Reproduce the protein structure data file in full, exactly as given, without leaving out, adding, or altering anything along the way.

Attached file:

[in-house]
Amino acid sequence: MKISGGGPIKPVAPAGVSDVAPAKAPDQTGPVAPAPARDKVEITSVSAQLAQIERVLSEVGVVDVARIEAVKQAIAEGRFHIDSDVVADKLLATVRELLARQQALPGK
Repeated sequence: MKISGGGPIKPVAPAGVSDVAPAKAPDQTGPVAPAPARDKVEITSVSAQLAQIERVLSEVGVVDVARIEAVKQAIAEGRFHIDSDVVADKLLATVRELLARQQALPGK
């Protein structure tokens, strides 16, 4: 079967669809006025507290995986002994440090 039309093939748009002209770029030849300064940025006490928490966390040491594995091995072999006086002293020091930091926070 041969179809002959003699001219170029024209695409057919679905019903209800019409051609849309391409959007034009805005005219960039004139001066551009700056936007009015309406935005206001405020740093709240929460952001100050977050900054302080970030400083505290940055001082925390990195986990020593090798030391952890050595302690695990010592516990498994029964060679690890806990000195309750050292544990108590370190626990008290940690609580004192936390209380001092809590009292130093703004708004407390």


[in-house]
Amino acid sequence: MKISGGGPIKPVAPAGVSDVAPAKAPDQTGPVAPAPARDKVEITSVSAQLAQIERVLSEVGVVDVARIEAVKQAIAEGRFHIDSDVVADKLLATVRELLARQQALPGK
Repeated sequence: MKISGGGPIKPVAPAGVSDVAPAKAPDQTGPVAPAPARDKVEITSVSAQLAQIERVLSEVGVVDVARIEAVKQAIAEGRFHIDSDVVADKLLATVRELLARQQALPGK
């Protein structure tokens, strides 16, 4: 079967669809006025507290995986002994440090 039309093939748009002209770029030849300064940025006490928490966390040491594995091995072999006086002293020091930091926070 041969179809002959003699001219170029024209695409057919679905019903209800019409051609849309391409959007034009805005005219960039004139001066551009700056936007009015309406935005206001405020740093709240929460952001100050977050900054302080970030400083505290940055001082925390990195986990020593090798030391952890050595302690695990010592516990498994029964060679690890806990000195309750050292544990108590370190626990008290940690609580004192936390209380001092809590009292130093703004708004407390």